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Let $\Omega$ be a finite set and $\mathcal{A}$ be a $\sigma$-Algebra.

I want to show, that there exists one and only one single partition $\{\pi_1 ,\dots , \pi_n\}$ such that

  1. $\pi_i \in \mathcal{A}$ for every index $i\in\{1,\dots,n\}$
  2. For all $B\in\mathcal{A}$ and for all $\ell\in\{1,\dots,n\}$: $\pi_\ell\cap B\in\{\emptyset,\pi_\ell\}$

Here are my thoughts about that. The only way I can think of to get hold of $\{\pi_1 ,\dots , \pi_n\}$ is to break $\Omega$ as follows:

  1. Take an element $B\in\mathcal{A}$.
  2. Take all elements $C_i\in\mathcal{A}$, which have an intersection with $B$.
  3. Now build every possible intersections of the set $B$ with every count of the sets $C_i$.
  4. Chose $B \setminus \bigcup_i C_i$ as a an element of $\{\pi_1 ,\dots , \pi_n\}$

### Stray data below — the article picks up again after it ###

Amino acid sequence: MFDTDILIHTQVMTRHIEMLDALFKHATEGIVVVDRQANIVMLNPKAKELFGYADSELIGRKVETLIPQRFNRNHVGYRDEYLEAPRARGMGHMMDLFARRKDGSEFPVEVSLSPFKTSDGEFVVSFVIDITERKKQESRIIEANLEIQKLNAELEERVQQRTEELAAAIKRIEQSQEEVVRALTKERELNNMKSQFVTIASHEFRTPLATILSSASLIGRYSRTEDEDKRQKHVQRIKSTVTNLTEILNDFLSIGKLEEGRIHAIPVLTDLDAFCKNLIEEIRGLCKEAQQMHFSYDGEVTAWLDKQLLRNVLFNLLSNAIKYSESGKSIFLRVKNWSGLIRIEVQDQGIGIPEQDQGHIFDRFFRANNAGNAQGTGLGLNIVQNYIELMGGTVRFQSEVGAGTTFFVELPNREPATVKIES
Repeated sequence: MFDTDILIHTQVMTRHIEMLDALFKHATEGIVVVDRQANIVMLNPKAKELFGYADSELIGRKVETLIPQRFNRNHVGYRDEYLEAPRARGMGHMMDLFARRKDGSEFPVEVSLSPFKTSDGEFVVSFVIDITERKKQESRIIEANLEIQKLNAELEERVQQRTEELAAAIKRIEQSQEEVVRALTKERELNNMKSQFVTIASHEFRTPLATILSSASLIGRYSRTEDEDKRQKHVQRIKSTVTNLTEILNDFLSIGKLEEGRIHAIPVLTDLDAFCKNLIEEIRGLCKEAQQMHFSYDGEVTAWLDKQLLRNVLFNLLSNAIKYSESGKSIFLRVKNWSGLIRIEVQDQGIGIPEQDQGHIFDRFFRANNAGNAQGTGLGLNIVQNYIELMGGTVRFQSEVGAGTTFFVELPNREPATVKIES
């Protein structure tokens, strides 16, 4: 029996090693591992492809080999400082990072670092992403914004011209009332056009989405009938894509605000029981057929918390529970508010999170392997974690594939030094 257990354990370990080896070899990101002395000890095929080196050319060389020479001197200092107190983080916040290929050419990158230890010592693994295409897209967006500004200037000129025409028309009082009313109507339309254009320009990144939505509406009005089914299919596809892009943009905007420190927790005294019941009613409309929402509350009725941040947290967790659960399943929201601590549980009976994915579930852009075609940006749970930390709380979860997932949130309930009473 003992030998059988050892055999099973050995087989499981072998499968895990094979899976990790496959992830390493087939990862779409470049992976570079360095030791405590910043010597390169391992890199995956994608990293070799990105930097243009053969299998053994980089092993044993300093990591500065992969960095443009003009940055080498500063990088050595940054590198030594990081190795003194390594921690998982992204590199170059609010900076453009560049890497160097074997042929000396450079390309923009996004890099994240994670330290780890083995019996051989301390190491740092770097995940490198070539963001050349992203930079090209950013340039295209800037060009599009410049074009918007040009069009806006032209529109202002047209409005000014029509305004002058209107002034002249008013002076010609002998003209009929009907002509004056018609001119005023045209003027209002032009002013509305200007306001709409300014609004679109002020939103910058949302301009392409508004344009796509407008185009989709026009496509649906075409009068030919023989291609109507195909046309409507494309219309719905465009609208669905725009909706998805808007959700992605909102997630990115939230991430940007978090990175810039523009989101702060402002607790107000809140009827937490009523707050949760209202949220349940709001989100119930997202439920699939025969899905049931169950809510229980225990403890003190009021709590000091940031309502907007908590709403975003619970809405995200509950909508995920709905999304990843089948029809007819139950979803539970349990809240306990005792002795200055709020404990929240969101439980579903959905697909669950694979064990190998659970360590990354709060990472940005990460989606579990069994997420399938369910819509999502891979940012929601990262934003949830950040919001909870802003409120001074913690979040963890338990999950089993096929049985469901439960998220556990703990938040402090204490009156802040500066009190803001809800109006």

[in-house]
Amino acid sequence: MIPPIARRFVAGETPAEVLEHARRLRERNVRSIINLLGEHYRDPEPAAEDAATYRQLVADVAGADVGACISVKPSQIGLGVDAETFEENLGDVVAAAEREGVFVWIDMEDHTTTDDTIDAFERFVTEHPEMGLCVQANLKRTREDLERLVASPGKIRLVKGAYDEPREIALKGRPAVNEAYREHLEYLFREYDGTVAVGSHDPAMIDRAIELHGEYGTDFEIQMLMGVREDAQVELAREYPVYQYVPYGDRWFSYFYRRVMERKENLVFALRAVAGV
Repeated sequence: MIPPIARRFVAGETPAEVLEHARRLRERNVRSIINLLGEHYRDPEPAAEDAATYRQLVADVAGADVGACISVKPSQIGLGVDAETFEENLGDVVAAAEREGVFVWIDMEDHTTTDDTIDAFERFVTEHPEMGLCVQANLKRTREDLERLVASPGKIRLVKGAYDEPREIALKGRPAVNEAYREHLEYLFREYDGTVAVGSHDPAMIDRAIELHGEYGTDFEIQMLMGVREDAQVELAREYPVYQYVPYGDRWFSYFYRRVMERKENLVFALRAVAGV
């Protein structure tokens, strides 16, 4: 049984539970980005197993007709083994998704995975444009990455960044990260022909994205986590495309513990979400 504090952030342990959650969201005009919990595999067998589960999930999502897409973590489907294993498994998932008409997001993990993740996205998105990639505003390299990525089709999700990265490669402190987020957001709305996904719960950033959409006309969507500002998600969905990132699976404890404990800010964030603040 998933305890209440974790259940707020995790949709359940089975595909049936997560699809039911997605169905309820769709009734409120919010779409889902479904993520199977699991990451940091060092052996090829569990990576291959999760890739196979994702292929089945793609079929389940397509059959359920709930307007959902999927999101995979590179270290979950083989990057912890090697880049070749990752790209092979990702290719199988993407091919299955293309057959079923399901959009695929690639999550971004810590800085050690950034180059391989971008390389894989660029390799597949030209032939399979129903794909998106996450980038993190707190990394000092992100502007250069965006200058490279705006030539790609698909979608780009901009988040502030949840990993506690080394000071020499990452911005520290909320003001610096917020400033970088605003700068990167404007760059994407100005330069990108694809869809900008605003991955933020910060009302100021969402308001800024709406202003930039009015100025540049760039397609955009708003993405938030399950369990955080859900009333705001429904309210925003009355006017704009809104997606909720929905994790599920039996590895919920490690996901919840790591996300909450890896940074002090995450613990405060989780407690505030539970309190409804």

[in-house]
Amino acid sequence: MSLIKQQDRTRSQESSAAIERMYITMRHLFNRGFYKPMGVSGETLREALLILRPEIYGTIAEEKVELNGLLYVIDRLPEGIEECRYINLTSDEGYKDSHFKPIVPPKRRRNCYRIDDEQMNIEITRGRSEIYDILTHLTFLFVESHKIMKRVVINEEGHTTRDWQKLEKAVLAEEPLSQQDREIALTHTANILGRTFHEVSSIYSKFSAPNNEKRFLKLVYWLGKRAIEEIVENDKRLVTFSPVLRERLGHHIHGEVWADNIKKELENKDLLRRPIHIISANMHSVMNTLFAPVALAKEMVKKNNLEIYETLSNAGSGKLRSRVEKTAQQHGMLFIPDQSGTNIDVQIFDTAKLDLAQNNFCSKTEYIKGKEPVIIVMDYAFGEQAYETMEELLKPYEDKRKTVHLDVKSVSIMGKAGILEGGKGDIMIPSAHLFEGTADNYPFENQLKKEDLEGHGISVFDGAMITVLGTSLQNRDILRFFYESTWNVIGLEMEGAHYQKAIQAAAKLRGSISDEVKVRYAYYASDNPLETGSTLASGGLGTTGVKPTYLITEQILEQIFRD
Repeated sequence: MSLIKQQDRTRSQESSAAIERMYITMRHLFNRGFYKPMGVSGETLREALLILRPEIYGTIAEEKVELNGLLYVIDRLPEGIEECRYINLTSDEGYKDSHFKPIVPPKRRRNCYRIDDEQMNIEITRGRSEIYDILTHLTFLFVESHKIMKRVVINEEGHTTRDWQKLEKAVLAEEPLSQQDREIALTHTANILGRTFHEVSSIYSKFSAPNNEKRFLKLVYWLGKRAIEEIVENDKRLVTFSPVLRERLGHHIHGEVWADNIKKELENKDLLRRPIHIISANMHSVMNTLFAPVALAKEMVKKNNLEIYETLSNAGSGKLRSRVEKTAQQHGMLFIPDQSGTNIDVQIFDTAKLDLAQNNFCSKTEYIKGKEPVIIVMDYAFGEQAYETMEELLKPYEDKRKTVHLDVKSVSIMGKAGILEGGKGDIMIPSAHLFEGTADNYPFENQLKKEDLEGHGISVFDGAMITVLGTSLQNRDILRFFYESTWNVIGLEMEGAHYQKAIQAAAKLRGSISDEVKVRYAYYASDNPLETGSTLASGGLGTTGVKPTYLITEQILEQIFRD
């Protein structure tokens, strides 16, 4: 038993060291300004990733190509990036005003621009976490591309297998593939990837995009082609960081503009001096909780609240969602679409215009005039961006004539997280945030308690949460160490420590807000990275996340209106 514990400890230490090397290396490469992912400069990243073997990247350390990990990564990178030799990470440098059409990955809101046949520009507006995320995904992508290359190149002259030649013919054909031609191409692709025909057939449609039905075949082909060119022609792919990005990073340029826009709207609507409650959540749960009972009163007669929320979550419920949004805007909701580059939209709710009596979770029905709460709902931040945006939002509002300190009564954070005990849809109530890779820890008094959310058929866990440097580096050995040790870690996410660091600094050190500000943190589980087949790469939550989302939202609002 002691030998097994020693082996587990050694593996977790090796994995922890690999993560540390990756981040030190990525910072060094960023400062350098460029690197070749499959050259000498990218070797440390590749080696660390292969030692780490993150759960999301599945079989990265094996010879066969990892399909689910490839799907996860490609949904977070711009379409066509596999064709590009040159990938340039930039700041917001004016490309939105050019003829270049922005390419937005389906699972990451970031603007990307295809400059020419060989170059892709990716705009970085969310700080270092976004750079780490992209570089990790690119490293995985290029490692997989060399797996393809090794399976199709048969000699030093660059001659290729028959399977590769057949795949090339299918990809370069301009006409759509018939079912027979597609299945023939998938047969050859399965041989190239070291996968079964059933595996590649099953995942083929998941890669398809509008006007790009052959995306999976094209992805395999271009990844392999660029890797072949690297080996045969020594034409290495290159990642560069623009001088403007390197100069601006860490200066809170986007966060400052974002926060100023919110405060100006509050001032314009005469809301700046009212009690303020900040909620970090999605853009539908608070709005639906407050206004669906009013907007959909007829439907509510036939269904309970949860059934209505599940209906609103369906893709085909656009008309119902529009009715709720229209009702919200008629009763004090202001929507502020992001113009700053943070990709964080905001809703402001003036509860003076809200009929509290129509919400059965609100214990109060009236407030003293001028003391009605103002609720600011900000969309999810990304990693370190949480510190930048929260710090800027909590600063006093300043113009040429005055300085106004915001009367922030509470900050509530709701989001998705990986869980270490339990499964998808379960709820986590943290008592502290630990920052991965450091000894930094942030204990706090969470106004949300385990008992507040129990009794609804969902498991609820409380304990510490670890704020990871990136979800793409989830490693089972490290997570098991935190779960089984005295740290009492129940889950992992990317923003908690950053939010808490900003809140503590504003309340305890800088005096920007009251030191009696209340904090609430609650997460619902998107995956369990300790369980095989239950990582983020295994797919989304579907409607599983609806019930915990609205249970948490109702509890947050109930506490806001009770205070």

5. Every intersection of the 3. step which has no other intersection from step 3. as a subset is an element of $\{\pi_1 ,\dots , \pi_n\}$ too.

This is the construction I came up with. But it seems really cumbersome. Is there a more intuitive way? (Or perhaps I should ask: Is this approach correct after all?)

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up vote 3 down vote accepted

Hint: For each $\omega\in\Omega$ define $\pi(\omega)$ to be the intersection of all sets in $\cal A$ that contain $\omega$.

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This definition helped a lot, thanks! – Aufwind Nov 2 '11 at 10:51
Glad to help out. – Byron Schmuland Nov 2 '11 at 11:47

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